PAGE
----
Are Your Facebook Referrals Are On The Rise?

By: Chris Crum - April 21, 2014

There has been a lot of discussion about Facebook killing the organic reach of posts that Pages make, essentially forcing businesses to pay to actually get their messages viewed in the News Feed. Many have considered dropping their Facebook strategy altogether, and one Page made a lot of headlines when it actually did. Despite this organic reach drop-off, Facebook appears to be driving more traffic to sites than ever.

Have your Facebook referrals increased over the past several months? Decreased? Let us know in the comments.

Facebook has always been about sharing, and that’s really what needs to happen now for sites to see traffic from the social network. Chances are you’re not going to get very much if you’re just pushing your own content out on your Facebook Page. The traffic is going to come from people finding your content, and then sharing it with their friends.

Shareaholic has released its Q1 2014 Social Media Traffic Report. The data comes from over 300,000 sites reaching over 400 million unique monthly visitors from December through March.

Facebook referrals have grown by 5.81 percentage points since December with 21.25% of the overall traffic sent to sites, according to the report.

This continues a trend that has been happening for a while. Late last year, Shareaholic looked at Facebook’s share of overall visits from November 2012 to November 2013:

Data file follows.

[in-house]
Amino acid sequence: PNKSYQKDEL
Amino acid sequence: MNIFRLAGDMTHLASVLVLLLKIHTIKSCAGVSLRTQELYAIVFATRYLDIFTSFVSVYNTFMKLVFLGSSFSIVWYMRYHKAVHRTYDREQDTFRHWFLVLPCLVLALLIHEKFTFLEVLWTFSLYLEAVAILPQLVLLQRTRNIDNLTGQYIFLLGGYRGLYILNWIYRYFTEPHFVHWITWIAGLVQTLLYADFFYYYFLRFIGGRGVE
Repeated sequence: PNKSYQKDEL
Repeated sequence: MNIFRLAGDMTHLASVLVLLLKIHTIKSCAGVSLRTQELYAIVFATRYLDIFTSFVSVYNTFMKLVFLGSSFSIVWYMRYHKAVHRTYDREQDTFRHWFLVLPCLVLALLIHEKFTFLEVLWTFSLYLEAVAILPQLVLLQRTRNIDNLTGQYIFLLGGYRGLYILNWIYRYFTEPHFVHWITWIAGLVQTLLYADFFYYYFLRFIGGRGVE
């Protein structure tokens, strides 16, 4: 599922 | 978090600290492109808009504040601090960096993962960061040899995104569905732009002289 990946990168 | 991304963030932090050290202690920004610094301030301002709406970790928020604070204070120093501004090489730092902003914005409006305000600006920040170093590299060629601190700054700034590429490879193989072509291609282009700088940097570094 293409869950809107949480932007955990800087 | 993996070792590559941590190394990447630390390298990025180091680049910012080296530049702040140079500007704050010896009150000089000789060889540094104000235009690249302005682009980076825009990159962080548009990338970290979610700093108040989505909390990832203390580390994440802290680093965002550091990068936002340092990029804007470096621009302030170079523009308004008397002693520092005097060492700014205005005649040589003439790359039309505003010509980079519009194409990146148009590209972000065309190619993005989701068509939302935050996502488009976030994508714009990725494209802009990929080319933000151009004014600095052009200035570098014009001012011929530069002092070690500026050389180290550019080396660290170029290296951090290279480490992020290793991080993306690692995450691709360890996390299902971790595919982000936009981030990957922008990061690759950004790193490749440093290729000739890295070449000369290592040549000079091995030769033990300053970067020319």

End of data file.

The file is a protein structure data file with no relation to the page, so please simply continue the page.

“While brands enjoy hating on Facebook for limiting the reach of Pages and then forcing businesses to pay for ads, Facebook still continues to refer loads of traffic to websites when users share links they enjoy with all of their friends,” says Shareaholic’s Danny Wong. “Though, last month, Eat24 caused a ruckus because it initiated a ‘breakup’ with Facebook, brands will never be bold enough to actually prevent users from ‘liking’ or ‘sharing’ things from their sites to Facebook. Eat24′s popular breakup letter received more than 26k Facebook likes and shares. While most brands may have lost faith in their Fan Pages, they know the world’s largest social network will still bless them with tons of organic traffic.”

“Facebook users love to — or can’t help but — click links on their feed,” he says.

The data appears to validate Facebook’s own strategy. People are clicking on the links they’re actually seeing more and more. That’s of little consolation to businesses who have a hard time getting there in the first place, but it does appear to be the case.

In case you’re wondering what kinds of sites the data is analyzing, Wong says the network is “well diversified, with sites ranging from independent lifestyle blogs to publishing companies to commerce sites.”

Pinterest came in second in referrals behind Facebook, growing by 48% (2.31 percentage points since December. Twitter is number three, but StumbleUpon is gaining on it, growing by 4.91% (0.13 percentage points) during the quarter.

Interestingly, YouTube’s share dropped by over half (52%) over the quarter, though according to another report from Shareaholic, it dominates when it comes to post-click engagement on sites. In that report, Facebook didn’t do so hot, so make of that what you will. How much are these Facebook referrals really helping sites?